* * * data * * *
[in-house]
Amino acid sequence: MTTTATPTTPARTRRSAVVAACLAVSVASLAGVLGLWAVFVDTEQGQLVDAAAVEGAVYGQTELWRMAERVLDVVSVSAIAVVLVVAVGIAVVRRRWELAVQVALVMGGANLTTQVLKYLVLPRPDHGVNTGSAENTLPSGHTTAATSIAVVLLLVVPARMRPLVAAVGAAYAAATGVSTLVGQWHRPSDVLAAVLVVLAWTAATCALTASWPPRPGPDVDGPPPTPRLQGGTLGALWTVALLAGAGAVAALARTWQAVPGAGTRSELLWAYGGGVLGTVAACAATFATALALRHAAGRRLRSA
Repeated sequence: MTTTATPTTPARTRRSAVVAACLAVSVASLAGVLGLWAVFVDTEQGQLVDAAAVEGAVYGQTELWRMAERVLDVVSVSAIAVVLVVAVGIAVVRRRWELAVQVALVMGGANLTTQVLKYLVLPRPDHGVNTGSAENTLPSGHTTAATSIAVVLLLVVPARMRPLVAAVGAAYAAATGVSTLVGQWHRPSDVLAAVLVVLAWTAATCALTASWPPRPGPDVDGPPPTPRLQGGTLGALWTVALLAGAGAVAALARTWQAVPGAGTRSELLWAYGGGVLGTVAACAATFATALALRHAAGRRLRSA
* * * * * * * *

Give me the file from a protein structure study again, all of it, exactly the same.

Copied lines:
[in-house]
Amino acid sequence: MTTTATPTTPARTRRSAVVAACLAVSVASLAGVLGLWAVFVDTEQGQLVDAAAVEGAVYGQTELWRMAERVLDVVSVSAIAVVLVVAVGIAVVRRRWELAVQVALVMGGANLTTQVLKYLVLPRPDHGVNTGSAENTLPSGHTTAATSIAVVLLLVVPARMRPLVAAVGAAYAAATGVSTLVGQWHRPSDVLAAVLVVLAWTAATCALTASWPPRPGPDVDGPPPTPRLQGGTLGALWTVALLAGAGAVAALARTWQAVPGAGTRSELLWAYGGGVLGTVAACAATFATALALRHAAGRRLRSA
Repeated sequence: MTTTATPTTPARTRRSAVVAACLAVSVASLAGVLGLWAVFVDTEQGQLVDAAAVEGAVYGQTELWRMAERVLDVVSVSAIAVVLVVAVGIAVVRRRWELAVQVALVMGGANLTTQVLKYLVLPRPDHGVNTGSAENTLPSGHTTAATSIAVVLLLVVPARMRPLVAAVGAAYAAATGVSTLVGQWHRPSDVLAAVLVVLAWTAATCALTASWPPRPGPDVDGPPPTPRLQGGTLGALWTVALLAGAGAVAALARTWQAVPGAGTRSELLWAYGGGVLGTVAACAATFATALALRHAAGRRLRSA